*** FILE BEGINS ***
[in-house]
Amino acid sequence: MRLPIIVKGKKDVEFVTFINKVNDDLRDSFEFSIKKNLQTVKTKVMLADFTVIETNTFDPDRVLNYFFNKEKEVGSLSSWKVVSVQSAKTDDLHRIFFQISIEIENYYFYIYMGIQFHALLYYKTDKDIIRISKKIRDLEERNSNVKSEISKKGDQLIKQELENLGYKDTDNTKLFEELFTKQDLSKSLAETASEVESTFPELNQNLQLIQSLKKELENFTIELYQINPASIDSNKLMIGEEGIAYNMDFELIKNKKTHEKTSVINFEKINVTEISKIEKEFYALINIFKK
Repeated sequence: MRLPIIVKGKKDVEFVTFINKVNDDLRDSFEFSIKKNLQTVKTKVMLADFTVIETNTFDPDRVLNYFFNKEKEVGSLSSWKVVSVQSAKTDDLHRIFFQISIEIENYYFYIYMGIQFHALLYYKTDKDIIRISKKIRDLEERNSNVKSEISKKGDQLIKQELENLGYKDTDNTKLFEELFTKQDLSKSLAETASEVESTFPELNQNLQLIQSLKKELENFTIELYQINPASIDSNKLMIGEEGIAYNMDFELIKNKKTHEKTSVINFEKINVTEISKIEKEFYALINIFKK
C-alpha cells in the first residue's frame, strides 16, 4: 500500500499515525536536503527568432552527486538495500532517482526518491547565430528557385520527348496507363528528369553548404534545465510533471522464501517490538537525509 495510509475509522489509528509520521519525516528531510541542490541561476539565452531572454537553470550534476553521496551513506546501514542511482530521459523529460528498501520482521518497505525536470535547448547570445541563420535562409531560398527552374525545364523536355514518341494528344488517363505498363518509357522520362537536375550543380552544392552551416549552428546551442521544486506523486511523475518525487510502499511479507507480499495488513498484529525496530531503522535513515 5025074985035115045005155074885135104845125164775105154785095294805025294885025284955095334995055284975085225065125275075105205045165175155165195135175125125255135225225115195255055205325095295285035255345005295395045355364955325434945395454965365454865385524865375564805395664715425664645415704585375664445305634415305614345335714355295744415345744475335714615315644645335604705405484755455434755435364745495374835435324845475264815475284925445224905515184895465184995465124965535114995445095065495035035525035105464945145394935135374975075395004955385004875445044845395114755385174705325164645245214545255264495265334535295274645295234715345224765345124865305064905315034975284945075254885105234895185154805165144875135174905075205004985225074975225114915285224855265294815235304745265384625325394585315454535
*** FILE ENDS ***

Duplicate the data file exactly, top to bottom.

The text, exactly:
[in-house]
Amino acid sequence: MRLPIIVKGKKDVEFVTFINKVNDDLRDSFEFSIKKNLQTVKTKVMLADFTVIETNTFDPDRVLNYFFNKEKEVGSLSSWKVVSVQSAKTDDLHRIFFQISIEIENYYFYIYMGIQFHALLYYKTDKDIIRISKKIRDLEERNSNVKSEISKKGDQLIKQELENLGYKDTDNTKLFEELFTKQDLSKSLAETASEVESTFPELNQNLQLIQSLKKELENFTIELYQINPASIDSNKLMIGEEGIAYNMDFELIKNKKTHEKTSVINFEKINVTEISKIEKEFYALINIFKK
Repeated sequence: MRLPIIVKGKKDVEFVTFINKVNDDLRDSFEFSIKKNLQTVKTKVMLADFTVIETNTFDPDRVLNYFFNKEKEVGSLSSWKVVSVQSAKTDDLHRIFFQISIEIENYYFYIYMGIQFHALLYYKTDKDIIRISKKIRDLEERNSNVKSEISKKGDQLIKQELENLGYKDTDNTKLFEELFTKQDLSKSLAETASEVESTFPELNQNLQLIQSLKKELENFTIELYQINPASIDSNKLMIGEEGIAYNMDFELIKNKKTHEKTSVINFEKINVTEISKIEKEFYALINIFKK
C-alpha cells in the first residue's frame, strides 16, 4: 500500500499515525536536503527568432552527486538495500532517482526518491547565430528557385520527348496507363528528369553548404534545465510533471522464501517490538537525509 495510509475509522489509528509520521519525516528531510541542490541561476539565452531572454537553470550534476553521496551513506546501514542511482530521459523529460528498501520482521518497505525536470535547448547570445541563420535562409531560398527552374525545364523536355514518341494528344488517363505498363518509357522520362537536375550543380552544392552551416549552428546551442521544486506523486511523475518525487510502499511479507507480499495488513498484529525496530531503522535513515 5025074985035115045005155074885135104845125164775105154785095294805025294885025284955095334995055284975085225065125275075105205045165175155165195135175125125255135225225115195255055205325095295285035255345005295395045355364955325434945395454965365454865385524865375564805395664715425664645415704585375664445305634415305614345335714355295744415345744475335714615315644645335604705405484755455434755435364745495374835435324845475264815475284925445224905515184895465184995465124965535114995445095065495035035525035105464945145394935135374975075395004955385004875445044845395114755385174705325164645245214545255264495265334535295274645295234715345224765345124865305064905315034975284945075254885105234895185154805165144875135174905075205004985225074975225114915285224855265294815235304745265384625325394585315454535